A ban on handheld cellphone use in the Bay State is one step closer to law, even though studies have found similar bans in other states aren’t reducing crashes.
Last month, the state legislative Committee on Transportation voted unanimously to support a handheld cellphone ban. The House and Senate still need to vote on the issue.
While momentum builds up locally, the question remains whether a ban would make the roads safer.
A 2010 analysis by the Highway Loss Data Institute, an insurance industry group, looked at whether accident claims went down after the handheld ban went into affect in Connecticut, California, New York and the District of Columbia.
The findings were perplexing, particularly in light of an earlier study by an affiliated group that showed cellphone use in the car was dangerous.
“We called the findings a conundrum. We would have expected to see a decrease in crashes but we didn’t,” said Anne Fleming, spokeswoman for the Insurance Institute for Highway Safety, a group affiliated with the study. “We and other people have conducted numerous studies based on cellphone records and they established an increased risk using a cellphone. It could be that people who are no longer talking on phones are engaging in another risky practice, like fiddling with the radio or talking to others in the car. It could be the lack of compliance.”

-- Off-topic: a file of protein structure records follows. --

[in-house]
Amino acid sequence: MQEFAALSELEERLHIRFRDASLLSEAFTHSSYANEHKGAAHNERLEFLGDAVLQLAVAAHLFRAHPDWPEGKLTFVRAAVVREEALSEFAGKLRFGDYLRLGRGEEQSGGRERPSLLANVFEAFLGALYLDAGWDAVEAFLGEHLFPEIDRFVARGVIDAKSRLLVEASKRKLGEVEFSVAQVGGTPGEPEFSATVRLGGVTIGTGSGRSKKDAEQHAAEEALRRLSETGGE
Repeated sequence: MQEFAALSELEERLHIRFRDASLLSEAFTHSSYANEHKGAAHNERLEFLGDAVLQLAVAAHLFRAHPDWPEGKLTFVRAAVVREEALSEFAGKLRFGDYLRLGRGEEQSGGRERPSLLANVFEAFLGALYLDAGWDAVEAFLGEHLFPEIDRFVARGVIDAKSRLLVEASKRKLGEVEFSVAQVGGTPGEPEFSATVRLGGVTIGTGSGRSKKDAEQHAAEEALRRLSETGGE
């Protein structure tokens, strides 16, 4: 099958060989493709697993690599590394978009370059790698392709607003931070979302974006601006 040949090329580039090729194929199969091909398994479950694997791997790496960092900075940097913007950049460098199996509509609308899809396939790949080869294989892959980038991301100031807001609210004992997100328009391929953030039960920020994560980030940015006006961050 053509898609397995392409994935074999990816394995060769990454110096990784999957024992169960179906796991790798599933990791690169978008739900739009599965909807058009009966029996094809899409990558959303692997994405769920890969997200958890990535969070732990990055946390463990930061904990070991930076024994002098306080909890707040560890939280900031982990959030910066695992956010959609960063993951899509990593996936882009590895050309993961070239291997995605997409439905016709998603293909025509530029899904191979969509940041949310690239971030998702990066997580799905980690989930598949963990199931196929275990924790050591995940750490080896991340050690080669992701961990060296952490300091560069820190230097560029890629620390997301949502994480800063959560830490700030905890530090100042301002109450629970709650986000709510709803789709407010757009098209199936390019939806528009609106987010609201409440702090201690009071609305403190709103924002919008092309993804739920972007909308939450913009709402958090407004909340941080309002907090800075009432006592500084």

Both Fleming and Jeff Larson, spokesman for the Safe Roads Alliance, a Massachusetts-based advocacy group, agree enforcement is key and that if laws aren’t strengthened then people will not take them seriously.
Groups see law as help to texting ban
Larson, of the Safe Roads Alliance, said they support the ban but primarily to reduce texting while driving.
In 2010, the state Legislature banned texting while driving, but according to Larson, without a hands-free mandate it is close to impossible for authorities to enforce.
“The call for a hands-free requirement is not because there is any change in safety whether you’re holding or not holding the phone while talking. It will give police more chance to crack down on texting,” he said.
Bill has history of failure
In 2010, the state Senate voted 16-18 to defeat a handheld cellphone ban, with opponents contending that holding cellphones aren’t causing accidents, but rather the distraction of the conversation is to blame. shns